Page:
SpaceX is asking the Federal Communications Commission to authorize the operation of equipment extending the company’s Starlink satellite broadband internet service to aircraft, ships and moving vehicles.
Commercial mobile services would represent a new frontier for Starlink, which got its start in Redmond, Wash., and is currently beta-testing its service using fixed antennas. SpaceX’s entry into the mobility market could also complicate matters for Redmond-based Kymeta Corp., a connectivity venture that’s backed by Microsoft co-founder Bill Gates.
In its application to the FCC, filed on Friday, SpaceX said expanding Starlink availability to moving vehicles throughout the U.S. and to moving vessels and aircraft worldwide would serve the public interest. “The urgency to provide broadband service to unserved and underserved areas has never been clearer,” David Goldman, SpaceX’s director of satellite policy, said in the filing.
Goldman said SpaceX’s “Earth Stations in Motion,” or ESIMs, would be “electrically identical” versions of the $499 antenna systems that are already being sold to beta customers. He suggested that they’d be counted among the million end-user stations that have already been authorized by the FCC.
In an online job posting that came to light last week, SpaceX said it’s planning to manufacture “millions of consumer-facing devices” for Starlink service at a factory to be built in Austin, Texas.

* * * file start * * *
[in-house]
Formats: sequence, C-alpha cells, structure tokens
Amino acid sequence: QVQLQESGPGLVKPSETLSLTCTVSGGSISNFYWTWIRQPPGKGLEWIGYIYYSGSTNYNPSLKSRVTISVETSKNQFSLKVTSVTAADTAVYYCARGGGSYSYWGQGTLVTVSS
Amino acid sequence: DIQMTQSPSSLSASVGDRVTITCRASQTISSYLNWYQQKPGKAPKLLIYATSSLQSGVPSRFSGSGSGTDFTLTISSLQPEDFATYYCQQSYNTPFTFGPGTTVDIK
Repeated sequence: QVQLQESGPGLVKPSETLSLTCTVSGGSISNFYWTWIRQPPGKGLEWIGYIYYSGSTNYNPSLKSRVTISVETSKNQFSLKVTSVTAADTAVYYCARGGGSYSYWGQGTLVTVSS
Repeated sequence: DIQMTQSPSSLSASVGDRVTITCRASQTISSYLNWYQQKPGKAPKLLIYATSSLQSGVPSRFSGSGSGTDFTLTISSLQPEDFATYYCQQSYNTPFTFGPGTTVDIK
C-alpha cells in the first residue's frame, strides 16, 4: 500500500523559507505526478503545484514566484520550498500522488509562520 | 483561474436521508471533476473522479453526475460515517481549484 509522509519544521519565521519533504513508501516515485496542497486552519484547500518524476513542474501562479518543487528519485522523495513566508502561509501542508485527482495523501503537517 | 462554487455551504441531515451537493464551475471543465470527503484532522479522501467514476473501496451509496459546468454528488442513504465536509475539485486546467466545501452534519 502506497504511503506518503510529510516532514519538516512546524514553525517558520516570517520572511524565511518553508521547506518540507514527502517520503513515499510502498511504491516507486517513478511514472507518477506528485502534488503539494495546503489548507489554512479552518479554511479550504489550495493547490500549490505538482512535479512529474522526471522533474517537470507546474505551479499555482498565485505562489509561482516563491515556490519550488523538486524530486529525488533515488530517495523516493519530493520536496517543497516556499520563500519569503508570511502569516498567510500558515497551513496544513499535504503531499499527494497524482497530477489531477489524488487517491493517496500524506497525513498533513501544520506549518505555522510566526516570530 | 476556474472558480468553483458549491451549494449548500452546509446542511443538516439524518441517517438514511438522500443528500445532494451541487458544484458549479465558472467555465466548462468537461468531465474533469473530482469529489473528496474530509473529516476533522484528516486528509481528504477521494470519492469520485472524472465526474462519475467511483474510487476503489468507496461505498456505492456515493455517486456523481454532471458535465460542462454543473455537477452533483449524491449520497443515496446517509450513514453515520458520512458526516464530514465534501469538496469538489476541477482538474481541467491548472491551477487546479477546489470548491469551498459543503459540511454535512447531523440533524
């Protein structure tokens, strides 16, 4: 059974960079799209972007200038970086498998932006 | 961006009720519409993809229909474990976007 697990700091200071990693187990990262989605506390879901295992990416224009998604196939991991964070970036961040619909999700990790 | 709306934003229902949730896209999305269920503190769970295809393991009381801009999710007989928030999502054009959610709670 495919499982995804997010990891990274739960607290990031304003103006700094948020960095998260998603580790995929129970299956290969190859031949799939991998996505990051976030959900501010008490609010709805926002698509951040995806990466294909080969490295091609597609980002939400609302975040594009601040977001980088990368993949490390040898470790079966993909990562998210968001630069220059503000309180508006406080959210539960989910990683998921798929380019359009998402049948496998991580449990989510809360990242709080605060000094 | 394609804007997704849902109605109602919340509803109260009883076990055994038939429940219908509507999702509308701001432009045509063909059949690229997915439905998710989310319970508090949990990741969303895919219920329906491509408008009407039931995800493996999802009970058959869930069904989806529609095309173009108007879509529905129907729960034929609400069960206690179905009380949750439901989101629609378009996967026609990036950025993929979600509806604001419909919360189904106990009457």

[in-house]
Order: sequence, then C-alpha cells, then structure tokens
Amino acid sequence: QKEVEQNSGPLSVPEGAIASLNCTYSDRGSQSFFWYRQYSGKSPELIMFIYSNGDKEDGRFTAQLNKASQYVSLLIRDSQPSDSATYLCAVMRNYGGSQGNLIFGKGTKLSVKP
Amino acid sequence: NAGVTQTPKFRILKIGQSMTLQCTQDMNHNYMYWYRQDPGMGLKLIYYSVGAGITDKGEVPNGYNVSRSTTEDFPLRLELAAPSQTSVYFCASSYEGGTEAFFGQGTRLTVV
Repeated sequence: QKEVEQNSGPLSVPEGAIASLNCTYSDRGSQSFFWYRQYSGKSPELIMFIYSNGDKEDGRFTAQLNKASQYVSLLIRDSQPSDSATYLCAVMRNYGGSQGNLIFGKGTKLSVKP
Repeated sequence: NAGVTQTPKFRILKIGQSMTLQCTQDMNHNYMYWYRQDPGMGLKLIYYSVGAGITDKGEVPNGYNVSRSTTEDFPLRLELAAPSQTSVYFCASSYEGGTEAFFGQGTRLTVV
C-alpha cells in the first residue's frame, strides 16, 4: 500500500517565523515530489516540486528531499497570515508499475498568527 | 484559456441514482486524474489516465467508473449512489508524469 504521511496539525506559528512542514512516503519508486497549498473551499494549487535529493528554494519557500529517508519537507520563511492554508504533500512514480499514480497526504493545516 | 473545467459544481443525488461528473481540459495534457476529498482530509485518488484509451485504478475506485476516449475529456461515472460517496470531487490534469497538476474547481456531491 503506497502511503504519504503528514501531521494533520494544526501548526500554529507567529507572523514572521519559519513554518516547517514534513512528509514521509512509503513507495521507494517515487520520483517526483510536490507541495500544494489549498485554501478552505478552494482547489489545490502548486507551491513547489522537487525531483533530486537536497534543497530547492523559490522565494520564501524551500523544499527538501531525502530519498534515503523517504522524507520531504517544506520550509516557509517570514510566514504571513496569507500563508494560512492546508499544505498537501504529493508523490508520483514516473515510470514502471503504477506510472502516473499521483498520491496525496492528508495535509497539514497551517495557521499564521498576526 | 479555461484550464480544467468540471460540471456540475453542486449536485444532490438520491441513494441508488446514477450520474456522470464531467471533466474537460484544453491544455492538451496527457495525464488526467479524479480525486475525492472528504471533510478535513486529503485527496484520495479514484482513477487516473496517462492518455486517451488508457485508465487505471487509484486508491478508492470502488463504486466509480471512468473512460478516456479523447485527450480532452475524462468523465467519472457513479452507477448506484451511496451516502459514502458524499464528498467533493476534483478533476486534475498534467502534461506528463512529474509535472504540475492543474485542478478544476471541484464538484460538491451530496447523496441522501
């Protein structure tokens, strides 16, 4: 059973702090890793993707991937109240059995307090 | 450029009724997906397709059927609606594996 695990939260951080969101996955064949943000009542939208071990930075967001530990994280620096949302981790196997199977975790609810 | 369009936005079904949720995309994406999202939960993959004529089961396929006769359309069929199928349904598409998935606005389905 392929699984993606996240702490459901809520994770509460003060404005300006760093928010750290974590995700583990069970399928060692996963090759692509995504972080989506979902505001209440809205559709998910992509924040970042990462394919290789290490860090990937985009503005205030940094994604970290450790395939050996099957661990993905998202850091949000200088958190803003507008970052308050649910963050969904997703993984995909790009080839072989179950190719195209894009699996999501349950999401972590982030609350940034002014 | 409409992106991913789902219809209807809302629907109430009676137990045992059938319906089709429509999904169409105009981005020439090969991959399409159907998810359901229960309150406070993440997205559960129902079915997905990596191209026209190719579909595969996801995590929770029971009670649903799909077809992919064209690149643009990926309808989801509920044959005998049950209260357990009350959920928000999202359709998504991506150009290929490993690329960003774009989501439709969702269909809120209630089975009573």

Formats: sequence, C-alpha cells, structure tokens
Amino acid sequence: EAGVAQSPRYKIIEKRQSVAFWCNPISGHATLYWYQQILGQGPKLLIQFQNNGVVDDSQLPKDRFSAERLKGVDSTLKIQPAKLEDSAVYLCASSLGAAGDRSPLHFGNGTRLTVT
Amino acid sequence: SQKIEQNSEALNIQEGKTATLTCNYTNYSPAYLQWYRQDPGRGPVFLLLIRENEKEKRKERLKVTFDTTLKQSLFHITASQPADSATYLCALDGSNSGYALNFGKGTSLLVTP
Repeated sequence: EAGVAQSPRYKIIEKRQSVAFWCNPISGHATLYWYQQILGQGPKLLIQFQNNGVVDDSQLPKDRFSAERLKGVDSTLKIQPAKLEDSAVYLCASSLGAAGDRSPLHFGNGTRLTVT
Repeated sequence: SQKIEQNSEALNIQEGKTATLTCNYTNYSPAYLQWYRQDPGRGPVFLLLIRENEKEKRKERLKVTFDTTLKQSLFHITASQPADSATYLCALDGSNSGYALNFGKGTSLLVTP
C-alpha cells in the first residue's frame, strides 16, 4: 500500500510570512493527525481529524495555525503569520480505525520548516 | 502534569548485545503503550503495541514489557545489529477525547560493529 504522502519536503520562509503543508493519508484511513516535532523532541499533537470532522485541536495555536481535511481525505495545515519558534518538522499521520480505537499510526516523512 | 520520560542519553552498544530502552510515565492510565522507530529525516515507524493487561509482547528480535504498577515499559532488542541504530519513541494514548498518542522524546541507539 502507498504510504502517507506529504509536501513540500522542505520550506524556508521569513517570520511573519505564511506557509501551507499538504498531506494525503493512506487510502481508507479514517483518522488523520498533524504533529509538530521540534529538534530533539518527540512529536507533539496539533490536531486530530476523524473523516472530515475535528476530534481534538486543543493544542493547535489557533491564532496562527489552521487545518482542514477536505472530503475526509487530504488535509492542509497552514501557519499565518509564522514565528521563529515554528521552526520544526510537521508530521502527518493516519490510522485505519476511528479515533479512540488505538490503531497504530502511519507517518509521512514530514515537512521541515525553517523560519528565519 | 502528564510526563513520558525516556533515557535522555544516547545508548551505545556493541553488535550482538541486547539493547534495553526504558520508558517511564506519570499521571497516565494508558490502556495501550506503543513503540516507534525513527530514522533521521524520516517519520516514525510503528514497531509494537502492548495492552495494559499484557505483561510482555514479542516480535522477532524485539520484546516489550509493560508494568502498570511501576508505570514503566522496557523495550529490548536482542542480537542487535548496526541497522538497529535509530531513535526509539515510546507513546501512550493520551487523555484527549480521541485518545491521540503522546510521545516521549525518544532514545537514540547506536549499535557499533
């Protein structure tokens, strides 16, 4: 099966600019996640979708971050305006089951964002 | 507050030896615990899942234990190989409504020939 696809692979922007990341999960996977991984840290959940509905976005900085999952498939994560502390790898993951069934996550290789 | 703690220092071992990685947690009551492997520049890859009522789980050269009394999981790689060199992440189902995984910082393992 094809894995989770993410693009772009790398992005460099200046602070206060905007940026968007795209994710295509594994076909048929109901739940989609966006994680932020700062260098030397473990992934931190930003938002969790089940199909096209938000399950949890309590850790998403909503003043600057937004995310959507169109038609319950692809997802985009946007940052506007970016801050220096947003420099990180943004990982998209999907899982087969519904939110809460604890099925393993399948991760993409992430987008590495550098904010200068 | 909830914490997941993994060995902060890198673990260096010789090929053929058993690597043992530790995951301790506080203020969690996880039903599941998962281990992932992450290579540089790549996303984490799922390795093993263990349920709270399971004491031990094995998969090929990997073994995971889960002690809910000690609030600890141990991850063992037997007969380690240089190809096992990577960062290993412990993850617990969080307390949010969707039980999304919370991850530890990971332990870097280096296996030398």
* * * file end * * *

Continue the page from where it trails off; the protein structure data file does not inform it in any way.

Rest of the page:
SpaceX CEO Elon Musk said in a tweet that Starlink’s ESIM terminals would be “much too big” to mount on cars — such as the electric cars that are made by Tesla, the other company that Musk heads — but would be suitable for large trucks and RVs.
Not connecting Tesla cars to Starlink, as our terminal is much too big. This is for aircraft, ships, large trucks & RVs.
— Elon Musk (@elonmusk) March 8, 2021
Starlink satellite operations are headquartered at SpaceX’s facility in Redmond, which is listed as the remote control point location in the new FCC application. Several miles away, Kymeta has been working on its own mobile connectivity system, which uses flat-panel antennas to provide hybrid satellite-cellular service.
Last November, Kymeta rolled out its next-generation u8 system, which can extend broadband connectivity to moving vehicles on land, air and sea. At the time, Kymeta executive Neville Meijers told GeekWire that his company would “support all of the different platforms that are out there,” including Starlink.
From Kymeta’s perspective, hardware compatibility with Starlink is a clear marketing plus. But if the FCC OKs SpaceX’s plans to provide its own hardware for mobile connectivity, that could cut into Kymeta’s market. We’ve reached out to Kymeta for comment and will update this report with anything we hear back.
SpaceX and Kymeta aren’t the only competitors in the satellite connectivity race: With conditional clearance from the FCC, Amazon has committed $10 billion to its Project Kuiper satellite effort, which is also headquartered in Redmond. The British-Indian OneWeb venture and Canada’s biggest satellite operator, Telesat, are building broadband satellite constellations in low Earth orbit as well.
The FCC is already considering a request from SpaceX to rework the Starlink constellation’s orbital parameters, with Amazon voicing opposition. The commission’s decisions relating to that issue, and to SpaceX’s plan for mobile broadband service, could signal the Biden administration’s approach to the proliferation of mega-constellations.